Originally Posted by BurlKing
I build my own PC's and had an xp computer for 7 years virus free. went to windows 8 and hated the **** out of it, downgraded to windows 7 on my new custom pc and love it, just a bit more updated but will never replace good ol' XP.
We had a forced upgrade to new Win 7 PCs at work a few months ago. XP was great, never, ever crashed, and I could work quickly. I had links to commonly used programs and local and network files on the taskbar, never the desktop (which is usually buried). I can still put programs there, but now if I try to put files there Win 7 only remembers Windows Explorer without the location.
The outside contractor swapping the machines copied my "documents" files to the new machine, but the new PC chose to not copy all the files in every folder. I hid my old hard drive from the shredder, and with it installed in an external enclosure I can hunt there for files I know I once had but are lost.
I now spend half of my productive time searching for files that Win 7 hid on me, or hovering over trees of folders that don't stay open unless you right-click on them. The PC creates duplicate folders of the same name, one in "Documents" and another in "My Documents," but though my files are usually duplicated, they are not always in both. I can be heard multiple time per day saying out loud, "I hate Windows 7."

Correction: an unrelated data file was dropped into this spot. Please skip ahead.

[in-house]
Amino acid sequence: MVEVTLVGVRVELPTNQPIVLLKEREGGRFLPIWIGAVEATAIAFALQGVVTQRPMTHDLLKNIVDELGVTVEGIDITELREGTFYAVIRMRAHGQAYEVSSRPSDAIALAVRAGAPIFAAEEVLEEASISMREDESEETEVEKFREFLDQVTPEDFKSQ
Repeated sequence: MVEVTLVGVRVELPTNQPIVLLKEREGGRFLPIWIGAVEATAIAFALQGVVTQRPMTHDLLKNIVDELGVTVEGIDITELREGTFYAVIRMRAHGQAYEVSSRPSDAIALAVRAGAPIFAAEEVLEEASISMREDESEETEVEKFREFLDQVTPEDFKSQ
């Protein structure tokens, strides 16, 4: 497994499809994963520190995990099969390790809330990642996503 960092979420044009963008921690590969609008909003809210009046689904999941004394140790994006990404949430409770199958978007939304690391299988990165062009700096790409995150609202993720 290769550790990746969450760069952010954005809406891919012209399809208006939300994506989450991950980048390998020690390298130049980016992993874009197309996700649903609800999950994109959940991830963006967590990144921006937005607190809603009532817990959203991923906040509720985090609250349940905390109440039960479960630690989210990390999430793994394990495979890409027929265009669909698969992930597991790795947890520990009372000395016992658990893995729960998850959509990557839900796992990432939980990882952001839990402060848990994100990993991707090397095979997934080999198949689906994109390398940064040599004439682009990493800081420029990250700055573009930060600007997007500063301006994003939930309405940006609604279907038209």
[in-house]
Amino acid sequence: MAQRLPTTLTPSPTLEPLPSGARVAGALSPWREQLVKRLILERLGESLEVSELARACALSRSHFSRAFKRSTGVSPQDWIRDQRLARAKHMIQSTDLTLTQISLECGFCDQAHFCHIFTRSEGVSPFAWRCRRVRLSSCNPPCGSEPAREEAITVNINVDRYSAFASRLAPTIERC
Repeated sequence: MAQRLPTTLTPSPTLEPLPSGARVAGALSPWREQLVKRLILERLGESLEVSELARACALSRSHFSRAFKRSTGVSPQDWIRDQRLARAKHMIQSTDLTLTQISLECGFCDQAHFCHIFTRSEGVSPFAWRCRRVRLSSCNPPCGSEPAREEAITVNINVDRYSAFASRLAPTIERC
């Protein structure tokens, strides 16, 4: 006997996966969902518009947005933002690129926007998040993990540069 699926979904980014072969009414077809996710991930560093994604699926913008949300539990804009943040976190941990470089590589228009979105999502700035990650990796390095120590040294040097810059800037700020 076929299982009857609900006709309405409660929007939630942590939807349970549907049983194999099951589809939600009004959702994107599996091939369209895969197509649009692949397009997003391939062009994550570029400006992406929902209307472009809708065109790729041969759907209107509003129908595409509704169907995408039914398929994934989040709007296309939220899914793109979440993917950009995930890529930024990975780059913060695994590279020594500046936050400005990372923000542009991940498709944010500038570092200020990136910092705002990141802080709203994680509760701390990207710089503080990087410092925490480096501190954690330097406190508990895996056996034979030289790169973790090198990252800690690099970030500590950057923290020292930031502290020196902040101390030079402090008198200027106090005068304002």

I have used Basic, several versions of DOS, Win 95, Win 98 Second Edition, Windows ME, Windows 2000, Windows NT, Windows Vista, Windows XP, and Windows 7. XP followed by 98-SE are my favorites. I would rather use Vista (ugh!) and deal with all the crashes every day than use Win 7. I can't imagine trying to re-program my brain for Windows 10.
Maybe I should join the Navy, if I weren't too old. I understand they have a "secret" contract with Microsoft for ongoing Windows XP support as a stable platform for their critical systems.
Disclaimer: I am an quickly becoming an old phart. I know MS is trying to make PCs look like tablets that look like smartphones in a unified universe. But I'm not seeking to keep up with Facebook or Twitter feeds. While it's sometimes nice to get emails on a BlackBerry when out of the office, I would go back to my company flip phone if I could.